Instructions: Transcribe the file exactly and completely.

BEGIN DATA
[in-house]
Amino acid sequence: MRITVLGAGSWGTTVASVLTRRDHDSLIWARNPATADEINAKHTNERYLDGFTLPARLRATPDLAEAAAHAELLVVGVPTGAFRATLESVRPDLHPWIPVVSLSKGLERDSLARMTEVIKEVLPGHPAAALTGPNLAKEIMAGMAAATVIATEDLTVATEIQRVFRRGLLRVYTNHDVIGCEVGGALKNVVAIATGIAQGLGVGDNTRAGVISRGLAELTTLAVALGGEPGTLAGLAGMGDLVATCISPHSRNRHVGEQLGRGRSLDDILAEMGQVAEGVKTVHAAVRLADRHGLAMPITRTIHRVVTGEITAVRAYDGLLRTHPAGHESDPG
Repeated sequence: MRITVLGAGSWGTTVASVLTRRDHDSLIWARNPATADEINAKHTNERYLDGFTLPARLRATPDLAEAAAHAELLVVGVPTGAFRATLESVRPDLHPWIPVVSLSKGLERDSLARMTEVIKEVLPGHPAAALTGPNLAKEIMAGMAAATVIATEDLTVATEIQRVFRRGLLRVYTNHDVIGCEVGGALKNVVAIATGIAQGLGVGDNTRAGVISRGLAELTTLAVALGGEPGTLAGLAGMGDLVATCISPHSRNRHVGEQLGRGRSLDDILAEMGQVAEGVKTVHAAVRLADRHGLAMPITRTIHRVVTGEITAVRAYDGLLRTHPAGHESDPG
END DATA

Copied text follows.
[in-house]
Amino acid sequence: MRITVLGAGSWGTTVASVLTRRDHDSLIWARNPATADEINAKHTNERYLDGFTLPARLRATPDLAEAAAHAELLVVGVPTGAFRATLESVRPDLHPWIPVVSLSKGLERDSLARMTEVIKEVLPGHPAAALTGPNLAKEIMAGMAAATVIATEDLTVATEIQRVFRRGLLRVYTNHDVIGCEVGGALKNVVAIATGIAQGLGVGDNTRAGVISRGLAELTTLAVALGGEPGTLAGLAGMGDLVATCISPHSRNRHVGEQLGRGRSLDDILAEMGQVAEGVKTVHAAVRLADRHGLAMPITRTIHRVVTGEITAVRAYDGLLRTHPAGHESDPG
Repeated sequence: MRITVLGAGSWGTTVASVLTRRDHDSLIWARNPATADEINAKHTNERYLDGFTLPARLRATPDLAEAAAHAELLVVGVPTGAFRATLESVRPDLHPWIPVVSLSKGLERDSLARMTEVIKEVLPGHPAAALTGPNLAKEIMAGMAAATVIATEDLTVATEIQRVFRRGLLRVYTNHDVIGCEVGGALKNVVAIATGIAQGLGVGDNTRAGVISRGLAELTTLAVALGGEPGTLAGLAGMGDLVATCISPHSRNRHVGEQLGRGRSLDDILAEMGQVAEGVKTVHAAVRLADRHGLAMPITRTIHRVVTGEITAVRAYDGLLRTHPAGHESDPG